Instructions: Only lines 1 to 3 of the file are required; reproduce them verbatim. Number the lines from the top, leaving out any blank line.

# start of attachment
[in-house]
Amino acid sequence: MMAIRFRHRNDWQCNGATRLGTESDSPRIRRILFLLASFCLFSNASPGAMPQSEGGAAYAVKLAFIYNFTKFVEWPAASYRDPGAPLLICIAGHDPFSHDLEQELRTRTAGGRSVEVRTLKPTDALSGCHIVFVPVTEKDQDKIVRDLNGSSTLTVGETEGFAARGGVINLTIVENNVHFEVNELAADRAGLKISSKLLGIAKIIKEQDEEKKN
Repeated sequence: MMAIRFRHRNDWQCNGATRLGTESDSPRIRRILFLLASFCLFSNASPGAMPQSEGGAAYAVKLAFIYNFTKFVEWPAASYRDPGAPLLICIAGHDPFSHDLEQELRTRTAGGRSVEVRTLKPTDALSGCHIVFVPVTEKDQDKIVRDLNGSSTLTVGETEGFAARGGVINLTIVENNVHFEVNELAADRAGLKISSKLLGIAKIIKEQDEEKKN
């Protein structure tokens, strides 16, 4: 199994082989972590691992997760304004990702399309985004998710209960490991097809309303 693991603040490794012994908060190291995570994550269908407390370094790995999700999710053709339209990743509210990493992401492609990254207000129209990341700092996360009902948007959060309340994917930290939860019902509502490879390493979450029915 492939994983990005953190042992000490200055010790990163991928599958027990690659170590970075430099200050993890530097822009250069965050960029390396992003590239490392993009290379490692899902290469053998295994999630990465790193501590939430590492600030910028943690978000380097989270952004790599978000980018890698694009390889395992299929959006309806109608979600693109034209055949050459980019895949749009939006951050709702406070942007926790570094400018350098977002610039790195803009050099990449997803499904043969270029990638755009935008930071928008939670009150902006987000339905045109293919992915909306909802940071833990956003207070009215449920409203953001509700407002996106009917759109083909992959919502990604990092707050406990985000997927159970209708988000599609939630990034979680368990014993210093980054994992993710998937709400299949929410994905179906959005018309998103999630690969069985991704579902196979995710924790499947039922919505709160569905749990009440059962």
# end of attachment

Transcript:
[in-house]
Amino acid sequence: MMAIRFRHRNDWQCNGATRLGTESDSPRIRRILFLLASFCLFSNASPGAMPQSEGGAAYAVKLAFIYNFTKFVEWPAASYRDPGAPLLICIAGHDPFSHDLEQELRTRTAGGRSVEVRTLKPTDALSGCHIVFVPVTEKDQDKIVRDLNGSSTLTVGETEGFAARGGVINLTIVENNVHFEVNELAADRAGLKISSKLLGIAKIIKEQDEEKKN
Repeated sequence: MMAIRFRHRNDWQCNGATRLGTESDSPRIRRILFLLASFCLFSNASPGAMPQSEGGAAYAVKLAFIYNFTKFVEWPAASYRDPGAPLLICIAGHDPFSHDLEQELRTRTAGGRSVEVRTLKPTDALSGCHIVFVPVTEKDQDKIVRDLNGSSTLTVGETEGFAARGGVINLTIVENNVHFEVNELAADRAGLKISSKLLGIAKIIKEQDEEKKN